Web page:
Thom Browne: Thom Browne has never been one to shy away from designing things that many would consider outlandish, but that’s exactly why he’s on this season’s “best of” list. For his winter wonderland inspired show, Browne created a heel that features his trademark all-American brogues crossed with an interesting hollow wedge heel made to look like a figure skater’s blade. The shoe is a testament to how amazing a designer Browne is. Not only is the shoe perfectly designed to fit, it also carries one of Thom Browne most easily recognizable trademarks. On the front of the shoe, a small shirt and tie can be seen peeking out from right under the ankle, showing any potential customers that Thom Browne’s quirky suiting is never too far away.
Christian Dior: Berets have been the go-to headpiece of the season and the hardworking ateliers at Christian Dior were definitely paying attention. For fall 2017, Dior had berets coming down the runway in full force. Part French go-to, part pro-feminist statement. The berets conjured up images of strong warrior women ready to fight for female freedom and independence.
Loewe: Jonathan Anderson has been wowing audiences in London and Paris for quite some time now, so it comes as no surprise that the British wunderkind presented another spot on collection for Loewe this season. The collection itself is a mishmash of all of the most beautiful things that Anderson has designed in the past, with the tiniest hint of European village life. This is where the hat comes in. The darling straw hat isn’t overbearing and ostentatious like many straw sunhats that have been shown on the runway. This adds to Anderson’s rendition’s charm. Rather than making the hat comical and theatrical, the small brim size gives the sunhat an air of authenticity and realness.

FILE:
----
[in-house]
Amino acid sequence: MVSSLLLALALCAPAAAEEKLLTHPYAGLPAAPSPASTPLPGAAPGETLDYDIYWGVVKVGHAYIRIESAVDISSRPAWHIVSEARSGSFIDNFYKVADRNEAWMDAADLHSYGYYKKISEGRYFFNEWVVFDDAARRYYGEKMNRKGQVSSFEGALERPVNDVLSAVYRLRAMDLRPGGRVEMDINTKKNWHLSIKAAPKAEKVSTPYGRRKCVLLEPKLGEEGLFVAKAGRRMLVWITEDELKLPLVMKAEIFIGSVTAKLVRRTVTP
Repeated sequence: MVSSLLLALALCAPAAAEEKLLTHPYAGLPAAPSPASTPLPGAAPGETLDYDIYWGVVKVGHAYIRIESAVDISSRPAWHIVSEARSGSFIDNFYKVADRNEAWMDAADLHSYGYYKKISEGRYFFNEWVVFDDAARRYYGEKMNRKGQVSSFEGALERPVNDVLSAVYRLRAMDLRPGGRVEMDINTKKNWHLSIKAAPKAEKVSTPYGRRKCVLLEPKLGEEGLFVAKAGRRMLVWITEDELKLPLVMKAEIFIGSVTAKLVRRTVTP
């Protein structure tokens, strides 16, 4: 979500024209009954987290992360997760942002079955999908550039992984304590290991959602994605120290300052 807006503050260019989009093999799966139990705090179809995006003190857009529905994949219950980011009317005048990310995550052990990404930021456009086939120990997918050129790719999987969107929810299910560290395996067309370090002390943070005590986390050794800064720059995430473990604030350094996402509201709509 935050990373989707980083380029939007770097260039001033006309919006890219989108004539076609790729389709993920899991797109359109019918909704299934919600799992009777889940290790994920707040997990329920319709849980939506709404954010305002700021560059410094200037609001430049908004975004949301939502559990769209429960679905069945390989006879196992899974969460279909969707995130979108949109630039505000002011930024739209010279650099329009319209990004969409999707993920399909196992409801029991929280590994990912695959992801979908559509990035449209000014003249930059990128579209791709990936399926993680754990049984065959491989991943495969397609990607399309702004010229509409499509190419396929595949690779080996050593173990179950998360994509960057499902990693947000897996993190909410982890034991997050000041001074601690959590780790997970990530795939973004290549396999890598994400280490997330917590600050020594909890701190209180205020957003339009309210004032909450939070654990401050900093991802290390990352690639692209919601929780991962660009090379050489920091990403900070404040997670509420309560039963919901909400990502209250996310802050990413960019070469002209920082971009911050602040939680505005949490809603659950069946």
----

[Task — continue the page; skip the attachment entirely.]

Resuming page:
Coach: Coach is another one of those brands that ran into an extremely commercial plateau for quite a while. However, recently the brand has beefed up their designs and created relevant and exciting collections to lure would-be buyers in. For fall 2017, Coach has managed to design a wonderfully trendy hat for the young streetwear wise dressers of the world. With its fluffy shearling outer layer, the hat seems like the perfect alternative to a beanie for those chilly New York nights.